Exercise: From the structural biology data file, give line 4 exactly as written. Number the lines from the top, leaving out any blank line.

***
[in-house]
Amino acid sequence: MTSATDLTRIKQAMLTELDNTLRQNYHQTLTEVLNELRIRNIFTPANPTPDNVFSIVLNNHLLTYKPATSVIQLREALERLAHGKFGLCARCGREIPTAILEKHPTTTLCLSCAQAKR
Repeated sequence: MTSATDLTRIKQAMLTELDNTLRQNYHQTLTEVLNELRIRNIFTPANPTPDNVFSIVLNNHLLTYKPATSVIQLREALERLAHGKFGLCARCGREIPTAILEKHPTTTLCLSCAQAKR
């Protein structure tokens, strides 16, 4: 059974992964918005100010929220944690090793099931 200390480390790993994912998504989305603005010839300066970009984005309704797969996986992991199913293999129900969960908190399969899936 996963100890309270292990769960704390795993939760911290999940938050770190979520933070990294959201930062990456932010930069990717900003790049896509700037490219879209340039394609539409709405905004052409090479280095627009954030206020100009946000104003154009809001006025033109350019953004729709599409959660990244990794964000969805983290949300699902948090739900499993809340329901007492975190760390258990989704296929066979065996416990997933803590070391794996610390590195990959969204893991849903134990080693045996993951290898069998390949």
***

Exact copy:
């Protein structure tokens, strides 16, 4: 059974992964918005100010929220944690090793099931 200390480390790993994912998504989305603005010839300066970009984005309704797969996986992991199913293999129900969960908190399969899936 996963100890309270292990769960704390795993939760911290999940938050770190979520933070990294959201930062990456932010930069990717900003790049896509700037490219879209340039394609539409709405905004052409090479280095627009954030206020100009946000104003154009809001006025033109350019953004729709599409959660990244990794964000969805983290949300699902948090739900499993809340329901007492975190760390258990989704296929066979065996416990997933803590070391794996610390590195990959969204893991849903134990080693045996993951290898069998390949």